BALTIMORE (AP) — Prosecutors dropped the remaining charges Wednesday against three Baltimore police officers awaiting trial in the death of Freddie Gray, bringing an end to the case without a conviction.
Marilyn Mosby, Baltimore state’s attorney, pauses while speaking during a media availability, Friday, May 1, 2015 in Baltimore. Mosby announced criminal charges against all six officers suspended after Freddie Gray suffered a fatal spinal injury while in police custody. (AP Photo/Alex Brandon)
Gray was a black man whose neck was broken while he was handcuffed and shackled but left unrestrained in the back of a police van in April 2015. His death added fuel to the growing Black Lives Matter movement and caused turmoil in Baltimore, including large protests and the worst riots the city had seen in decades.
The decision by prosecutors comes after a judge had already acquitted three of the six officers charged in the case, including the van driver who the state considered the most responsible and another officer who was the highest-ranking of the group.
A fourth officer had his case heard by a jury, who deadlocked and the judge declared a mistrial.
A pretrial hearing had been scheduled Wednesday for Officer Garrett Miller, who had faced assault, misconduct in office and reckless endangerment charges, but instead Chief Deputy State’s Attorney Michael Schatzow told the judge that prosecutors were dropping the charges against Miller and the rest of the officers.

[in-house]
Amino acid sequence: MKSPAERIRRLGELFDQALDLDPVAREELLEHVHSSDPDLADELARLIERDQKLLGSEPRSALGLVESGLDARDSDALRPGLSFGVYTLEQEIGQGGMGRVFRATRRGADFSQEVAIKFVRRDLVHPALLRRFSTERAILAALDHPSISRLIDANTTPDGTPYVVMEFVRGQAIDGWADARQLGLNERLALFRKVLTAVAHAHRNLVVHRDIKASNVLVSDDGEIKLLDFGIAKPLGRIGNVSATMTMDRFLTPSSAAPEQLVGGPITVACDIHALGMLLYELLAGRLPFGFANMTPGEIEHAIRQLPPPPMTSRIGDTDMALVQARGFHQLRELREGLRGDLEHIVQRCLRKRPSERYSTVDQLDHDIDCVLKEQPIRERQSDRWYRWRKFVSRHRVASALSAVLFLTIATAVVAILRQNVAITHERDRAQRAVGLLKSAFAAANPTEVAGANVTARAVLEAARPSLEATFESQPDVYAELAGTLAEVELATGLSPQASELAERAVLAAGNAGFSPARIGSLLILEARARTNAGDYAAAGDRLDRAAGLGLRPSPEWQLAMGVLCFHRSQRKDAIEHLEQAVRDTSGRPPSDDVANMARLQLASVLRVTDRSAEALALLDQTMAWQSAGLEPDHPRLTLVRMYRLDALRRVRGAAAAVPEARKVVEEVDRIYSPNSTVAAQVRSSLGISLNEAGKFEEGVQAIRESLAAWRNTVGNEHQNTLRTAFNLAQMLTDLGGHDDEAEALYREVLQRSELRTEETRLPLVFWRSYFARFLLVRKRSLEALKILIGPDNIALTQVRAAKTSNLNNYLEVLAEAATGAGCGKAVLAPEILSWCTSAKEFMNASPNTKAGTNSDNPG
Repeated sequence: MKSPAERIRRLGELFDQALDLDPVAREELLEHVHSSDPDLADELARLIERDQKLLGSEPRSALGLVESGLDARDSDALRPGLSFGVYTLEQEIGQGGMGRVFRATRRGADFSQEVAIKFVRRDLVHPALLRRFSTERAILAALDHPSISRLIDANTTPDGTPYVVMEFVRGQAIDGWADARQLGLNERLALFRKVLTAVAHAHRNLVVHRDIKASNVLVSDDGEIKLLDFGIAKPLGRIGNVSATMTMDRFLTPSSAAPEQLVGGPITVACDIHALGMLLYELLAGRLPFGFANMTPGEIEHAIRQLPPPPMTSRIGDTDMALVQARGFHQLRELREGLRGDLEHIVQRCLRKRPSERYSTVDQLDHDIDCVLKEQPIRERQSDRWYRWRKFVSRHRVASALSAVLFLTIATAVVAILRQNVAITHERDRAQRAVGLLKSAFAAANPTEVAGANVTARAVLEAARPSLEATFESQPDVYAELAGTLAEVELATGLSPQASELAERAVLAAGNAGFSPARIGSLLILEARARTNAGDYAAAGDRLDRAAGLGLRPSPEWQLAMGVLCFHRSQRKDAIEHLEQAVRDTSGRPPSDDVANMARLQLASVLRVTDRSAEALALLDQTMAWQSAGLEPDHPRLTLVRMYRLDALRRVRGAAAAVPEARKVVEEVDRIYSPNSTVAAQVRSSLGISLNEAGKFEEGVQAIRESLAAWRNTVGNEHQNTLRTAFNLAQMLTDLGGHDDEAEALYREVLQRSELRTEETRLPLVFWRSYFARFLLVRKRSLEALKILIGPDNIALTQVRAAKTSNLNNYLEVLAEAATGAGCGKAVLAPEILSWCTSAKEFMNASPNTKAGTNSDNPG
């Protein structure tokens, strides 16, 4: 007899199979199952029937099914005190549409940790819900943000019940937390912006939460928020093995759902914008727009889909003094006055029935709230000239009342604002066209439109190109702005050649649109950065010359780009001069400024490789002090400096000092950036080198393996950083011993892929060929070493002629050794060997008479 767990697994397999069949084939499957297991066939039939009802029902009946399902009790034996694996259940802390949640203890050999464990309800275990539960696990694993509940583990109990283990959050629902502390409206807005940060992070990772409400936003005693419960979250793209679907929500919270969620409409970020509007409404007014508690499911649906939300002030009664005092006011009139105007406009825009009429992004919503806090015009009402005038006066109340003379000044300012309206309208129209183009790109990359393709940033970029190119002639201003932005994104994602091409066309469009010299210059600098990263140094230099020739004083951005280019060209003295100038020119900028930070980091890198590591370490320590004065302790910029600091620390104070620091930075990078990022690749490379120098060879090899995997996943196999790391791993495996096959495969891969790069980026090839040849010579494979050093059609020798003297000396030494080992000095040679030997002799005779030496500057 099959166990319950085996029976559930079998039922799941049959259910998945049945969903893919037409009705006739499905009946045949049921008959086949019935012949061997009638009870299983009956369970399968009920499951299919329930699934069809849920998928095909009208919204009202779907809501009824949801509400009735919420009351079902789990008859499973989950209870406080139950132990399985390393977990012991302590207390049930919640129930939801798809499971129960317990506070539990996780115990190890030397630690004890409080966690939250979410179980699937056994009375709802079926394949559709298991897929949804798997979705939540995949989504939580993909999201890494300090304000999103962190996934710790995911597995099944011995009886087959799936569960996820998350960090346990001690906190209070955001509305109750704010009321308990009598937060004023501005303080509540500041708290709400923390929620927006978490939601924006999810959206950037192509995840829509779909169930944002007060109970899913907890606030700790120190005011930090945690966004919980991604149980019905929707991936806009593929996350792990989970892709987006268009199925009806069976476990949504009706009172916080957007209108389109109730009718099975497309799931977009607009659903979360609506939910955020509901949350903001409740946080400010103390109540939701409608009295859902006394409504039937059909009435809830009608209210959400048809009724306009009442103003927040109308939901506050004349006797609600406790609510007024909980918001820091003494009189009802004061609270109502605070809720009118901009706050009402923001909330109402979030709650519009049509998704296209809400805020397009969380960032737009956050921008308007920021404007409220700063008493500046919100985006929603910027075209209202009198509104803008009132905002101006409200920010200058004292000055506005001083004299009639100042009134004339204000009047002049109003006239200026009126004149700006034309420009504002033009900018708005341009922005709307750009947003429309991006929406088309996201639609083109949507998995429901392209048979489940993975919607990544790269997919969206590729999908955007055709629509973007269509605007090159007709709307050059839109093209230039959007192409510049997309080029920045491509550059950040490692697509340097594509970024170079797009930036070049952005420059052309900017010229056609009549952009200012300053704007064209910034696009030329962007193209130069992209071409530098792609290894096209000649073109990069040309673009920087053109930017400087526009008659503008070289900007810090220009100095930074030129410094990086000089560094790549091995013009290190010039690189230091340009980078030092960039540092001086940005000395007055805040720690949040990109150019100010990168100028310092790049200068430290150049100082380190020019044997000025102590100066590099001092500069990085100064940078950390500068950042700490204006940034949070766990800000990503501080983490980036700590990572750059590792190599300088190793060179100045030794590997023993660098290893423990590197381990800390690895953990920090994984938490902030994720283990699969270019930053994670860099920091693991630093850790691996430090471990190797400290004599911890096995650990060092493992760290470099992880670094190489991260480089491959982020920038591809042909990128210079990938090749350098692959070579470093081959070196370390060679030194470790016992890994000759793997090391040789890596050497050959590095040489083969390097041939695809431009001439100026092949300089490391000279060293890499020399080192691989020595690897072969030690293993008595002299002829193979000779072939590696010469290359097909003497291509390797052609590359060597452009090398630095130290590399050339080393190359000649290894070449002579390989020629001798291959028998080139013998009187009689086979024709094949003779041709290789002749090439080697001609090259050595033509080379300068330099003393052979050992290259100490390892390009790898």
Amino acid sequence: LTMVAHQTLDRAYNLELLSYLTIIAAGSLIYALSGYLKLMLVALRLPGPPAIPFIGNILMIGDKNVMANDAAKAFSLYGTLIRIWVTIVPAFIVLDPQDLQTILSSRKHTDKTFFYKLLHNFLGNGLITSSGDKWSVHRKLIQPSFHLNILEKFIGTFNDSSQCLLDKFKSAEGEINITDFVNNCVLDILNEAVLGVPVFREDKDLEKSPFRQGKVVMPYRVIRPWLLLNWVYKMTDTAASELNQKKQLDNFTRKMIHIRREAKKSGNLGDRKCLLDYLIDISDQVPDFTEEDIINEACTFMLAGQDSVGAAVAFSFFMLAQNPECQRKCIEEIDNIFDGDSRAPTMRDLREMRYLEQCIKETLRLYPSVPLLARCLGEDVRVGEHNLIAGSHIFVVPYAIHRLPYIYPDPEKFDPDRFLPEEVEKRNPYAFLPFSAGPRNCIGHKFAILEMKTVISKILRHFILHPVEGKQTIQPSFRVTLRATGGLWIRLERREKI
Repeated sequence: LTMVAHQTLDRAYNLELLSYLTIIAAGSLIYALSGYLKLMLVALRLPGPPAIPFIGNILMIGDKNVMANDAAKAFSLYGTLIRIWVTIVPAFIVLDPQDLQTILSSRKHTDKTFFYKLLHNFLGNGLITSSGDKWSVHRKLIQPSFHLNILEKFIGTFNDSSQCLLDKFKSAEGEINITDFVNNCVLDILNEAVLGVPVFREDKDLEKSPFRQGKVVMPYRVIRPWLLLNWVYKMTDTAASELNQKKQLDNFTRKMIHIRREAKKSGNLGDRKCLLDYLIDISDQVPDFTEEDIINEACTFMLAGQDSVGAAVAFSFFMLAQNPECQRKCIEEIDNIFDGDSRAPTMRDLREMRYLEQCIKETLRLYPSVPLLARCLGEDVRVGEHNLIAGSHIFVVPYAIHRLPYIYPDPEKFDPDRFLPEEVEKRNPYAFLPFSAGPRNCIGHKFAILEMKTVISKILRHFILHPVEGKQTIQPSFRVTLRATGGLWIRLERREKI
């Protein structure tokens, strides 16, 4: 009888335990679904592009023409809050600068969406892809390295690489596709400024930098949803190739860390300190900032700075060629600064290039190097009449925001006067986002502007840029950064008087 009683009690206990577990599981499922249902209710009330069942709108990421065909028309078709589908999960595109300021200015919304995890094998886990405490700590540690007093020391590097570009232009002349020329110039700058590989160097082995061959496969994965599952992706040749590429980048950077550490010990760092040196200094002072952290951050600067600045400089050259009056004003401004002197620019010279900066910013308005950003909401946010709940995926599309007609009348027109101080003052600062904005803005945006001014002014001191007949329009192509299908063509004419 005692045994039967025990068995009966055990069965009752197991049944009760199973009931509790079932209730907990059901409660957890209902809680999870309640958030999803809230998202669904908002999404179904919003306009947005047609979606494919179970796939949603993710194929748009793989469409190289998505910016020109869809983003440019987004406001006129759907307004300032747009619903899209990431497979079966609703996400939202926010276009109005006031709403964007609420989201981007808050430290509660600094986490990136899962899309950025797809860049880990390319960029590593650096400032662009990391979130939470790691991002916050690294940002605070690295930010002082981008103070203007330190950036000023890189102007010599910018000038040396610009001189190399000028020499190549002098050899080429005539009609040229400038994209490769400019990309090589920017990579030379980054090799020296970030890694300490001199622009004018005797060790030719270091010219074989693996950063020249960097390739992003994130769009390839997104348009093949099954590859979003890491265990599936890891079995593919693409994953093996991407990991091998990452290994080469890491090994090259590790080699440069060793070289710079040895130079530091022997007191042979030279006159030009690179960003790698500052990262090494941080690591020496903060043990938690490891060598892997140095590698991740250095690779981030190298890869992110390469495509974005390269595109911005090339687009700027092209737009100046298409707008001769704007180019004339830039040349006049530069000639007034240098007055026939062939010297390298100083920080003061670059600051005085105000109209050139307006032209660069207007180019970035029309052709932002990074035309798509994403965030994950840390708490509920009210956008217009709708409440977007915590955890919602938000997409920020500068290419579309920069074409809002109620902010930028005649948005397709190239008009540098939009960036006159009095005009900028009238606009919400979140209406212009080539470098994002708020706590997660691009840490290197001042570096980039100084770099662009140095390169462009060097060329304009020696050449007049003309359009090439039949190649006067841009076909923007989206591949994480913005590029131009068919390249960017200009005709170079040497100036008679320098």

Prosecutors and defense attorneys quickly left the courtroom without commenting, but both sides planned news conferences later Wednesday.
After Gray’s death, the U.S. Justice Department launched a patterns and practice investigation into allegations of widespread abuse and unlawful arrests by the Baltimore Police Department. The results of the probe have not been released.
Prosecutors had said Gray was illegally arrested after he ran away from a bike patrol officer and the officers failed to buckle Gray into a seat belt or call a medic when he indicated he wanted to go to a hospital.
State’s Attorney Marilyn Mosby wasted little time in announcing charges after Gray’s death — one day after receiving the police department’s investigation while a tense city was still under curfew — and she did not shy from the spotlight. She posed for magazine photos, sat for TV interviews and even appeared onstage at a Prince concert in Gray’s honor.
Three of the officers who were charged were black and three were white.